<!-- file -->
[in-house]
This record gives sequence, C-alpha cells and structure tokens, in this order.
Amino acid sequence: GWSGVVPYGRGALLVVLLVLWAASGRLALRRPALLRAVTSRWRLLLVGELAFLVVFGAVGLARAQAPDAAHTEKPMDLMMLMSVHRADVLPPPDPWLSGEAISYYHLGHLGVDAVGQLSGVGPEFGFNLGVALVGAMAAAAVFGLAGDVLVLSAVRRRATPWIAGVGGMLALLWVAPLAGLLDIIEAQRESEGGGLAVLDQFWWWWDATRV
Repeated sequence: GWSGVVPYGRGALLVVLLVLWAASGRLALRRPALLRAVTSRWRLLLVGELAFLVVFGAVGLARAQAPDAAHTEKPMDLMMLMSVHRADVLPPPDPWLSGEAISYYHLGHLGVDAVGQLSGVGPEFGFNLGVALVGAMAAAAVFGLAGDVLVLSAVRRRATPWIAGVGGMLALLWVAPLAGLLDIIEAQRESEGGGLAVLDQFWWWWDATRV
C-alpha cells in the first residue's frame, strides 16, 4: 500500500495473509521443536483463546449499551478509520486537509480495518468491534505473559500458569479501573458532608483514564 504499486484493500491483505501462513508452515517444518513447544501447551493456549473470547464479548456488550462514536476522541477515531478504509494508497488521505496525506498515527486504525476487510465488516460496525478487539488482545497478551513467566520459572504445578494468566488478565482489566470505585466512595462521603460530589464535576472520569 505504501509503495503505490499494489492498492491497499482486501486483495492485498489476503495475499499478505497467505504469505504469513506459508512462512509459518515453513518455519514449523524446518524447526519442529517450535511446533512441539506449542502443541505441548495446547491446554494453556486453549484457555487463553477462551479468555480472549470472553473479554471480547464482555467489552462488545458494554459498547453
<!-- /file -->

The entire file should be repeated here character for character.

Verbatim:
[in-house]
This record gives sequence, C-alpha cells and structure tokens, in this order.
Amino acid sequence: GWSGVVPYGRGALLVVLLVLWAASGRLALRRPALLRAVTSRWRLLLVGELAFLVVFGAVGLARAQAPDAAHTEKPMDLMMLMSVHRADVLPPPDPWLSGEAISYYHLGHLGVDAVGQLSGVGPEFGFNLGVALVGAMAAAAVFGLAGDVLVLSAVRRRATPWIAGVGGMLALLWVAPLAGLLDIIEAQRESEGGGLAVLDQFWWWWDATRV
Repeated sequence: GWSGVVPYGRGALLVVLLVLWAASGRLALRRPALLRAVTSRWRLLLVGELAFLVVFGAVGLARAQAPDAAHTEKPMDLMMLMSVHRADVLPPPDPWLSGEAISYYHLGHLGVDAVGQLSGVGPEFGFNLGVALVGAMAAAAVFGLAGDVLVLSAVRRRATPWIAGVGGMLALLWVAPLAGLLDIIEAQRESEGGGLAVLDQFWWWWDATRV
C-alpha cells in the first residue's frame, strides 16, 4: 500500500495473509521443536483463546449499551478509520486537509480495518468491534505473559500458569479501573458532608483514564 504499486484493500491483505501462513508452515517444518513447544501447551493456549473470547464479548456488550462514536476522541477515531478504509494508497488521505496525506498515527486504525476487510465488516460496525478487539488482545497478551513467566520459572504445578494468566488478565482489566470505585466512595462521603460530589464535576472520569 505504501509503495503505490499494489492498492491497499482486501486483495492485498489476503495475499499478505497467505504469505504469513506459508512462512509459518515453513518455519514449523524446518524447526519442529517450535511446533512441539506449542502443541505441548495446547491446554494453556486453549484457555487463553477462551479468555480472549470472553473479554471480547464482555467489552462488545458494554459498547453